“Well don’t lose your head,” Seherim said, “or your hand. You do drink an awful lot at times, forget what’s up and where’s down…”
“And you know why,” he pointed out. “It quiets my mind.”
“And dulls your senses.”
“That too.” The barest hint of a grin twitched at the edges of his shapely mouth, but he was grateful when Moril appeared at the edge of the platform, searching for her love.
“You are always bothering Cedric and keeping him from his work, Seherim,” she scolded. “He has traps to build, woods to keep safe, and you have work of your own that’s not going to do itself.”
“Yes, my dearest.” He swelled his chest with a deep, contented breath.
“Cedric what is this I’ve heard from Onrietta? You found a woman out wandering in our woods this morning?”
“Word does spread quickly,” he sighed.
“He did, indeed,” Seherim proclaimed before he could form a more elaborate answer, “a dh’oine woman, but I will let him tell you all about his little adventure with the nekkers and the dh’oine. I, as you’ve so astutely reminded me, have work to do. I will speak with you later, old friend.”
“Va faill, Seherim.”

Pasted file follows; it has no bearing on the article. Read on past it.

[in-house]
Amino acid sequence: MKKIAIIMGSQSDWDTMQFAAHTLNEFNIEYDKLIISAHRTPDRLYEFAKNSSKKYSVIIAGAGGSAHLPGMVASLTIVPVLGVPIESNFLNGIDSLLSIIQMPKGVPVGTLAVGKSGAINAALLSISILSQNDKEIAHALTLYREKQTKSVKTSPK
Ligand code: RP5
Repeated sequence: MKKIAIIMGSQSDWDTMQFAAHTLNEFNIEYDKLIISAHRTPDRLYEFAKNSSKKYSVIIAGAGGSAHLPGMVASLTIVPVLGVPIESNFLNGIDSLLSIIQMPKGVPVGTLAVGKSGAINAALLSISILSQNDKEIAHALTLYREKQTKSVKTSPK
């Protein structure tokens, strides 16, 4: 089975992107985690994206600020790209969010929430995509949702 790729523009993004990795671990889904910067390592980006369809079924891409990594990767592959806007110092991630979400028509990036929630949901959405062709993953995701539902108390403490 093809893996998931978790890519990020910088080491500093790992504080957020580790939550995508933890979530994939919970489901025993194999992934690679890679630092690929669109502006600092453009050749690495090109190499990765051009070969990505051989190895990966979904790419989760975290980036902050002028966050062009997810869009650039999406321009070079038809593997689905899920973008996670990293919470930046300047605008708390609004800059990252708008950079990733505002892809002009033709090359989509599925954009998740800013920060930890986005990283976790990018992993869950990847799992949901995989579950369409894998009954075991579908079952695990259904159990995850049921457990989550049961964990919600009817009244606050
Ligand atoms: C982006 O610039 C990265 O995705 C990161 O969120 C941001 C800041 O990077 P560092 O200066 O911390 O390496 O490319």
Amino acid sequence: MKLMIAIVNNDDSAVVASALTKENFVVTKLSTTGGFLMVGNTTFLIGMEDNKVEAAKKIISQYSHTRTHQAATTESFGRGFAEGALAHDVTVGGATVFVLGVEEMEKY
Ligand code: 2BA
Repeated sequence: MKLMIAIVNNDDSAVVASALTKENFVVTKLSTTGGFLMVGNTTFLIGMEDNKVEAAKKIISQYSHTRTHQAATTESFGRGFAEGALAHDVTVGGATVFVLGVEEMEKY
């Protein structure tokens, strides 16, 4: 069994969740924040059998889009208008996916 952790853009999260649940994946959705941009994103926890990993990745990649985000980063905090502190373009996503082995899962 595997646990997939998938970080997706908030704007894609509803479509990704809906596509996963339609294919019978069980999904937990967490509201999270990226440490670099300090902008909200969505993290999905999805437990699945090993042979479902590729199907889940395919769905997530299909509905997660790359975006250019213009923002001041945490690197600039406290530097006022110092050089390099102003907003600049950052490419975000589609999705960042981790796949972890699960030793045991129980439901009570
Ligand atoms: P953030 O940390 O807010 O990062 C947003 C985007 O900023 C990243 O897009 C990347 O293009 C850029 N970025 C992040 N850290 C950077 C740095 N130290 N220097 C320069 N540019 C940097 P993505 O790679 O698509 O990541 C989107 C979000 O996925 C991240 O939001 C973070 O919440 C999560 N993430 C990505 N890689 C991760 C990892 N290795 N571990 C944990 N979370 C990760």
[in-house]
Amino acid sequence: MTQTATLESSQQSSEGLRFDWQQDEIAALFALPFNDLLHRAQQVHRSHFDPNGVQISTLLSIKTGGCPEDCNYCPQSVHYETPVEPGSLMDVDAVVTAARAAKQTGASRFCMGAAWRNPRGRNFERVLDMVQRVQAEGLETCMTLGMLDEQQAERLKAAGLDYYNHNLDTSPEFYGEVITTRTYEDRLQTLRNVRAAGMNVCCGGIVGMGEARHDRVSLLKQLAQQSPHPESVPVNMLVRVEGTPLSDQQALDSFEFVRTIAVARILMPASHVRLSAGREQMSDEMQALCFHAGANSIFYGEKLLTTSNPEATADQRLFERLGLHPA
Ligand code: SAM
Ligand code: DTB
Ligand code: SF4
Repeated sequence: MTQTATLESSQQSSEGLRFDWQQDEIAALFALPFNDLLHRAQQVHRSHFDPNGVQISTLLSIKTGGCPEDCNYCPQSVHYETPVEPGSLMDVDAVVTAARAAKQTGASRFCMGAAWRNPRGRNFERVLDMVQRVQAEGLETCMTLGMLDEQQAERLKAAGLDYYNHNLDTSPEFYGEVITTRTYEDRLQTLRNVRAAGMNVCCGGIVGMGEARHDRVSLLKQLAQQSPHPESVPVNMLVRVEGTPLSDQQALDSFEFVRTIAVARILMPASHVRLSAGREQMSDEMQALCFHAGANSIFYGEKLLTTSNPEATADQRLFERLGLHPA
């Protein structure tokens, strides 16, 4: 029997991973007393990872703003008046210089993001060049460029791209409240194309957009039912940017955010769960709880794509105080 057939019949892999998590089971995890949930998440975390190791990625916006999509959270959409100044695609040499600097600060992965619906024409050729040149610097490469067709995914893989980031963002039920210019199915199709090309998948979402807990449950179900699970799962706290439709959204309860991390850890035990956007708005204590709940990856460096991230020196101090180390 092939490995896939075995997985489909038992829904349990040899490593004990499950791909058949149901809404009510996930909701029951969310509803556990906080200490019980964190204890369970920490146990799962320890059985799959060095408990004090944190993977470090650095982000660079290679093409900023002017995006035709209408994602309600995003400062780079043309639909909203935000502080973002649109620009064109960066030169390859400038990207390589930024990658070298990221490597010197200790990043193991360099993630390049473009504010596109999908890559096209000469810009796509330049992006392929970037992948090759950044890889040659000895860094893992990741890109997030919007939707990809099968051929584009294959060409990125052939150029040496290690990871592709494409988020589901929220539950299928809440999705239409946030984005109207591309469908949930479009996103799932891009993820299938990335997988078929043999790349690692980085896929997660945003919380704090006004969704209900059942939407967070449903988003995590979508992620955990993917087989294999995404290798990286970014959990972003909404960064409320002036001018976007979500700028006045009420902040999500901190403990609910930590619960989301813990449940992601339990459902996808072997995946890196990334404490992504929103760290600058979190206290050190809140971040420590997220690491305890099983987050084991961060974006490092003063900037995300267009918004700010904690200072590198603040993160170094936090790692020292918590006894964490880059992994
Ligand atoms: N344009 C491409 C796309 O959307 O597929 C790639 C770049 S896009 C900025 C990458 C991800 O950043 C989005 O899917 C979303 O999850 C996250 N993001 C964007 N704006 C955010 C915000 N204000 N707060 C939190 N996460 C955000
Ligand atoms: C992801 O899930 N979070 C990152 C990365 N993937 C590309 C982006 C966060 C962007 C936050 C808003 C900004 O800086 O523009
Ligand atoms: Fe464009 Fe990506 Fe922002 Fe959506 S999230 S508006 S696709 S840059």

Cedric and Moril both watched as he descended the watchtower ladder, the young elven woman shifting her golden hair over her shoulder before she turned around to study him. “It is true then? You found a dh’oine woman not from this wretched place wandering through the woods?”
“Yes.” He turned from her intensive stare, back toward the woods and lifted the spyglass to scan through them again for signs of trouble beyond the village. “She nearly walked right into my nekker traps, said she’d been lost for hours out there, trying to make her way toward Lobinden.”
“Why would anyone want to come to Lobinden on purpose? Where did she come from?”
“I don’t know, but her village was laid to waste by Scoia’tael fires before first snowfall. Iorveth and his hanse.”
“Poor creature,” she lamented, her stare looming over his shoulder.
“She says Iorveth was badly wounded and they kept her prisoner so she could heal his wounds. In the end, it was he who set her free. He sent her here to Lobinden with my name on her lips, told her I would help her.”
“That is rather strange, isn’t it?”